More than any of the mandolins or sing-alongs or itchy-grass-butt, the one moment of the 2001 Philadelphia Folk Festival that hangs clearest in my mind is Utah Phillips barking, "Wavy Gravy said, 'You aren't what you eat; you're what you don't poop.'"
On a few occasions since, I've tried to fact-check that quotation, but it hasn't come up. Which shouldn't be surprising. Utah Phillips' history wasn't the kind to get fact-checked. It's the kind that was passed down orally, and hence got truer with every telling.
The singer, songwriter, activist, historian, storyteller and railroad tramp died a little more than a week ago at his home in Nevada City, Calif. Though he spent a lifetime imparting stories, songs and poems to the multitudes that came to hear him play, he took with him all the bits that never got written down--what he referred to as "the long memory."
"He's such an incredible source of knowledge that doesn't get catalogued in the United States, stuff that doesn't get taught in history classes--the story of the underclass," says Brad Wrenn, who co-produced The Ballad of Joe Hill at the 2006 Philly Fringe, a story about the early-20th-century songwriter and union organizer put to death in 1915.
The way the story goes, Joe Hill was giving the labor bosses too much trouble and rabble-rousing among the workers, so he was framed on a murder charge. The Ballad told Joe Hill's tale with song, dance, film and old-fashioned vaudevillian slapstick, performed in one of Eastern State Penitentiary's rotting cellblocks. By turns raucous, hilarious and eerie, the sold-out run of The Ballad of Joe Hill was one of the highlights of that year's fest.
"Brad sent me Utah's recording of 'I Dreamed I Saw Joe Hill Last Night,' and that ended up being the capstone of the piece," says Adrienne Mackey, a 2004 Swarthmore grad who directed the show. The old folk song has long symbolized workers' struggle to organize, and harks back to a time when unions were fighting for 40-hour workweeks, for weekends--things that we now take for granted, but that wouldn't exist were it not for folks like Joe Hill and Utah Phillips.
Phillips was introduced to a younger generation--including Wrenn and Mackey--in the mid- to late '90s, when folksinger Ani DiFranco recorded two albums with him. DiFranco, who met Phillips while touring on the folk festival circuit, was in town last Friday at World Cafe Live for a noncommercial radio convention hosted by WXPN.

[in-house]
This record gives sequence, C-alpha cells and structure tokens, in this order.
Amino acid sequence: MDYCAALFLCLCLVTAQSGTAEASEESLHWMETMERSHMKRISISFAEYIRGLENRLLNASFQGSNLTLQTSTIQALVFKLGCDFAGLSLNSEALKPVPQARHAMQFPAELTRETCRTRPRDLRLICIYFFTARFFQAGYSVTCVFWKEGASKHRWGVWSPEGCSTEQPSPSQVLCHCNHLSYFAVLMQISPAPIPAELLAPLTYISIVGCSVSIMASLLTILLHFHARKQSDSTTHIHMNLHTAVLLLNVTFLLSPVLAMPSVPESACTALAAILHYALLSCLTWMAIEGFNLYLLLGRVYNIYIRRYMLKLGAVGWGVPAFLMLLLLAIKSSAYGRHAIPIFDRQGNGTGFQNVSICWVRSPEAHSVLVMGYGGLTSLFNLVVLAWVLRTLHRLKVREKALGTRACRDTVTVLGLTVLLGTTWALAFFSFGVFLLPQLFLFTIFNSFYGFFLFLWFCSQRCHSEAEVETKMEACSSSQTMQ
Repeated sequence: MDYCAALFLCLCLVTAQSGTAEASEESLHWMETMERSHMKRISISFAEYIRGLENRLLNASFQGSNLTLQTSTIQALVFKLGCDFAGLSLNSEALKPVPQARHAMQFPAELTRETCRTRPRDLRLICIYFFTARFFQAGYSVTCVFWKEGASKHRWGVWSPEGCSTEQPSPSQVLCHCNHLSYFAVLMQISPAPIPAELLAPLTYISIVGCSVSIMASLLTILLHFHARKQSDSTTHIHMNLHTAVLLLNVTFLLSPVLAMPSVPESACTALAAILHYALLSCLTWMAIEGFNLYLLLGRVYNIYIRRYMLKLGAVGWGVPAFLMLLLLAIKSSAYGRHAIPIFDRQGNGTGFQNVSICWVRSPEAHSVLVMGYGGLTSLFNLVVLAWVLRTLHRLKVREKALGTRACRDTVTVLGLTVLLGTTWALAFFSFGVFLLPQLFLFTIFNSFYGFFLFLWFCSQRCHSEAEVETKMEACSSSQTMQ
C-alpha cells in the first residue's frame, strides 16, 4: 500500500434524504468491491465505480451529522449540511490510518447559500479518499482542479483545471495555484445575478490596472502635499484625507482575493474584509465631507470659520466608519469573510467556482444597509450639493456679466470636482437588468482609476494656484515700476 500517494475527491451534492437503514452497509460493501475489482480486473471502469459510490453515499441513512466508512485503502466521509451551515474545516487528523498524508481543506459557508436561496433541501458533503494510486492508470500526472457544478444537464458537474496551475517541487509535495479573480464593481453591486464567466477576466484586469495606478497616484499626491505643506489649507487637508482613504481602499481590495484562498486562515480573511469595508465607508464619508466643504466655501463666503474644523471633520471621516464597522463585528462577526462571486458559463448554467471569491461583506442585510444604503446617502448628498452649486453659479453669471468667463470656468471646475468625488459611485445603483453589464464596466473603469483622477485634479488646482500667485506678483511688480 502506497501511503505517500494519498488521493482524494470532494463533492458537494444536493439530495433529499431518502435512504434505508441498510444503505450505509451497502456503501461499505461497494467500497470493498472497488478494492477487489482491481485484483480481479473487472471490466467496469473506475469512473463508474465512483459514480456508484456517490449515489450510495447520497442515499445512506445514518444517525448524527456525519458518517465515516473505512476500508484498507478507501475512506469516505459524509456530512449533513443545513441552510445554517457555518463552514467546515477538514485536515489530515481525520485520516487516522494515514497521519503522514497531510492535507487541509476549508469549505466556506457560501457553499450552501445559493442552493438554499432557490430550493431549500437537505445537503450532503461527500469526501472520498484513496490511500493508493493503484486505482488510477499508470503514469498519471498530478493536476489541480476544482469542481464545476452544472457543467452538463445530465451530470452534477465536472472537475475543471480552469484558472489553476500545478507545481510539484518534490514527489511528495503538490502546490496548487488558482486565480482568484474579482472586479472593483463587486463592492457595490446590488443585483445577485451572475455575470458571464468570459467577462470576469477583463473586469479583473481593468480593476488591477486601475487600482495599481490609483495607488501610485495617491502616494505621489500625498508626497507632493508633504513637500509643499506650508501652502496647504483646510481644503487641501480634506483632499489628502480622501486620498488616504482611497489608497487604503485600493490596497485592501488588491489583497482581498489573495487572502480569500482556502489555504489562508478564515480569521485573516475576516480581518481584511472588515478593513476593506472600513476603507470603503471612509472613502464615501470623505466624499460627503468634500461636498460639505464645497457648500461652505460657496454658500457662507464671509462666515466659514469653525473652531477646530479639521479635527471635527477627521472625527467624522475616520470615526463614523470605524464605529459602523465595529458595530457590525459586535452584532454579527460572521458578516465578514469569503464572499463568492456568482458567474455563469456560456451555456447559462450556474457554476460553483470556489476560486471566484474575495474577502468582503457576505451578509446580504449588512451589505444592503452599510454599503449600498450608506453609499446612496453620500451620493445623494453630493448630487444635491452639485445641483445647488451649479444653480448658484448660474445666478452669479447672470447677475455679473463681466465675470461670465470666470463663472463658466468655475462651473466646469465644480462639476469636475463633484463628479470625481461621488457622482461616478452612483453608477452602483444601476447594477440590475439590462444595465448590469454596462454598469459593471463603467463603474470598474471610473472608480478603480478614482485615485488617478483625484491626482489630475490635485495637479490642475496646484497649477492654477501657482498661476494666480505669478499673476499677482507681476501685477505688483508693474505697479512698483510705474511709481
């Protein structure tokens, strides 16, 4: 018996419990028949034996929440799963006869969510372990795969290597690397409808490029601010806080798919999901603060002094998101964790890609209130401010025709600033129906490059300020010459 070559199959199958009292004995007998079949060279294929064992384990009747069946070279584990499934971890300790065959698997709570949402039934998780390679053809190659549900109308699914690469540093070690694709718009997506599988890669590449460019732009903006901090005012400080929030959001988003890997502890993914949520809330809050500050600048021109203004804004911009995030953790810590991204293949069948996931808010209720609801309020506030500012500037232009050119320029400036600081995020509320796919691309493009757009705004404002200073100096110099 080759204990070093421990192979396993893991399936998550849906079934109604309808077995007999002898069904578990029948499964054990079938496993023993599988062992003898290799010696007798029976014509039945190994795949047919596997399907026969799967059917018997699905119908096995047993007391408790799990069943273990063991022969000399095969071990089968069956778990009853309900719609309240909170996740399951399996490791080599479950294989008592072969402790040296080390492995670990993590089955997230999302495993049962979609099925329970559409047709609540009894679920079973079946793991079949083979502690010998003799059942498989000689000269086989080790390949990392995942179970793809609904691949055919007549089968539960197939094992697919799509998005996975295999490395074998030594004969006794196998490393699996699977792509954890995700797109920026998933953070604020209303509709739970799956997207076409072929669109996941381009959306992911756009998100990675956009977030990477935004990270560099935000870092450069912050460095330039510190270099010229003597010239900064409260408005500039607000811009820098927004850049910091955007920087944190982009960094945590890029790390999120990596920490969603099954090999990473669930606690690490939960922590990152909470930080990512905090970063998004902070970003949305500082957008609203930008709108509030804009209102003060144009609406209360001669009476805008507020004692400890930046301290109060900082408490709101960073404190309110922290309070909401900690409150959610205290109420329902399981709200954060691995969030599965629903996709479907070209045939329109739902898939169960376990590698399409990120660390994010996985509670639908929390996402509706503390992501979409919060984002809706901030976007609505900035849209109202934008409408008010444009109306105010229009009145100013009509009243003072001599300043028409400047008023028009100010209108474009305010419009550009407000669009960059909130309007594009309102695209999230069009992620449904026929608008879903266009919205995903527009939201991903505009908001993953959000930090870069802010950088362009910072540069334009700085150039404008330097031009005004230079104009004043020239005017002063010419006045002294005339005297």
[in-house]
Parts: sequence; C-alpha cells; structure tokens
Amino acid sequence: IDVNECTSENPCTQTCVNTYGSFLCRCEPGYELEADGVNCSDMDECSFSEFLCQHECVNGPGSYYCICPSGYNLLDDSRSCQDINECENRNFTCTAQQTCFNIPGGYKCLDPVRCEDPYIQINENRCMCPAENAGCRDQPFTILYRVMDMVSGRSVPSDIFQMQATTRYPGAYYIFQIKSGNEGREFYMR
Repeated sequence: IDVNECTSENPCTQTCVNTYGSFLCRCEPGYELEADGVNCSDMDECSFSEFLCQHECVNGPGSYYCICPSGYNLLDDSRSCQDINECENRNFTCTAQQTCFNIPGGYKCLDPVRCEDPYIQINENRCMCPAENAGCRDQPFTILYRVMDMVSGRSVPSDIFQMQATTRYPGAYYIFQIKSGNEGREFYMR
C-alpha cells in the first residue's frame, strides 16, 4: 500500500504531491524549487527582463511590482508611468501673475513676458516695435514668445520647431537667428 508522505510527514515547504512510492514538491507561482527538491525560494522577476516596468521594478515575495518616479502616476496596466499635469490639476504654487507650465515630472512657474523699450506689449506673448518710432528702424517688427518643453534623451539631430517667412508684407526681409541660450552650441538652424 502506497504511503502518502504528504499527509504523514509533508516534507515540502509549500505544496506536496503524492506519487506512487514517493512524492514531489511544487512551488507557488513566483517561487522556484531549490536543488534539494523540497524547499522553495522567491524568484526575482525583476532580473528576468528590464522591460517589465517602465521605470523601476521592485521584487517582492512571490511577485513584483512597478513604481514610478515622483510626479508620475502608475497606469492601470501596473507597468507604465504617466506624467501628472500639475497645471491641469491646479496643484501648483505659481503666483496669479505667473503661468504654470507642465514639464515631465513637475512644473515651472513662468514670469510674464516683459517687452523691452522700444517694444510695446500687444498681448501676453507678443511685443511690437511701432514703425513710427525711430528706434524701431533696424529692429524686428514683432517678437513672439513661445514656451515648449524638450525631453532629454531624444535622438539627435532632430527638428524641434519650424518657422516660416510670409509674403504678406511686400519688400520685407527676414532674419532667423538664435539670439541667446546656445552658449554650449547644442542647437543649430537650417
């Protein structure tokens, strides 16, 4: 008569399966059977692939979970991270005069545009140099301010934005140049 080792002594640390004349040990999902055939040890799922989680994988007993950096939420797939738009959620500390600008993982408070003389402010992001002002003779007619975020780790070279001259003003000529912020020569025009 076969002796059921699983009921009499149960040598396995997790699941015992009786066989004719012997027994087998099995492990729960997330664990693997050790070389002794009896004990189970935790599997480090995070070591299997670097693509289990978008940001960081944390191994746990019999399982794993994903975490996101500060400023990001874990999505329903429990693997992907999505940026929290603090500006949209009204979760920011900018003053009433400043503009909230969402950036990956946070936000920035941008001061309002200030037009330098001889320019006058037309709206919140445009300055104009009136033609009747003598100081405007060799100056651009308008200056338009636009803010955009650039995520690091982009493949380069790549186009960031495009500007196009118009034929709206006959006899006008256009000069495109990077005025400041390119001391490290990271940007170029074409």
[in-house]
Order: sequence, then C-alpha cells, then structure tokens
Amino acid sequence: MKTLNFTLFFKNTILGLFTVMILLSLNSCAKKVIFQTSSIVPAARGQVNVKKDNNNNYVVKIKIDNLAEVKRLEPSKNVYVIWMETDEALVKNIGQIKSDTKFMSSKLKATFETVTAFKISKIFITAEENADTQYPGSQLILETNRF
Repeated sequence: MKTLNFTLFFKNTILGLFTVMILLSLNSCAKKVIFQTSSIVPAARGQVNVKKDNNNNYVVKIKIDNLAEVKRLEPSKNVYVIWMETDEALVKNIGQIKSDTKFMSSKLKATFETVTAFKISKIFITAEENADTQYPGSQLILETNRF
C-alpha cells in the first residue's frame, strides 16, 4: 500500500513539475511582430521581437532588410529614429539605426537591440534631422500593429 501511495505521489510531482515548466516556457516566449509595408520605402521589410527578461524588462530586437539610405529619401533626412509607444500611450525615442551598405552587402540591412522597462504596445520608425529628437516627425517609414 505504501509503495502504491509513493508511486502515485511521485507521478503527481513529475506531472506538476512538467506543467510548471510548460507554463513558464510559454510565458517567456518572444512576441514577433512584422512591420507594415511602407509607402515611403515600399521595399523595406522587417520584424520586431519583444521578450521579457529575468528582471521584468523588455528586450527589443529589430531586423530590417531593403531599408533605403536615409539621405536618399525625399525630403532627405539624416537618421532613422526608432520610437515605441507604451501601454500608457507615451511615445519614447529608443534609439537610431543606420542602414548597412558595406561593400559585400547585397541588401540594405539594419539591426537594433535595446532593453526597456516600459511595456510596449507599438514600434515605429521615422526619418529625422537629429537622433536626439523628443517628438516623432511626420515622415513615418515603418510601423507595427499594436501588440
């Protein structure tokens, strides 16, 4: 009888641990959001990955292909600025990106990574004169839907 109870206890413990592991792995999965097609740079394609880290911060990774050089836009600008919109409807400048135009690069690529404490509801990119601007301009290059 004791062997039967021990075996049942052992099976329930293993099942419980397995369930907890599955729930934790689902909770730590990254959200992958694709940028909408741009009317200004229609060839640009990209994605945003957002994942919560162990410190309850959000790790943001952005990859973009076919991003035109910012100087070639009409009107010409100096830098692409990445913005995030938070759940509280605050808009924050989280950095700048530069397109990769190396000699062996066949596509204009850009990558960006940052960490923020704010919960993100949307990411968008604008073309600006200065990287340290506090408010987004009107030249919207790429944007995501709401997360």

"Though we have very different personas to the outside world or to the literal types in the world, we're doing the same work," DiFranco says. "He and I immediately realized that and sort of began that relationship of feeding off each other."
Though their musical styles are radically different--DiFranco is known for her rhythmic guitar playing and soaring melodies, while Phillips just kind of whacked at the guitar and talked in an off-key speak-song--they found a similar mentality in how they used humor to perform.
"I remember saying to Utah once, which he sort of picked up and carried, that I recognized his mechanism of first making people comfortable, and if you get them to throw their heads back and laugh, and open their mouths, you can kind of stick something hard to swallow down in there," DiFranco says with her neck craned all the way back.
"Anybody who sat anywhere near him learned about history," she continues. "He was constantly teaching and conveying all the stories that he'd come across in his life. He was an encyclopedia of the people's history of the United States."
"It's like a library dying," says Wrenn. "All this stuff has been recorded, but he was really a man who dedicated himself to history."
In preparing for The Ballad of Joe Hill, which Mackey and Wrenn hope to remount at Eastern State in a year or two, Wrenn actually talked with Phillips on the phone about Joe Hill.
"Utah really was an Industrial Workers of the World union member," says Wrenn. "To Utah, Joe Hill really was a symbol. Utah truly believed that he was this thing of legend, that he gave his life for the union movement."
DiFranco, Mackey and Wrenn are just three of the many taking up the mantle and spreading the seeds sown by Phillips and so many before him--engaging literally in the folk process.
"His music is a person-to-person oral history--something that's alive and passed on," says Mackey. "With The Ballad of Joe Hill I really wanted to make sure that music, the same music that Utah played, was passed on in the same way. When the guys learned that music in rehearsal, it was all by rote, same as the IWW singers would have learned it, without sheet music to take and study alone. In the show the audience got the chance to learn that music the same way with the actors singing it and then getting a chance to sing it right back to them. It was our little tribute to Utah's method of storytelling."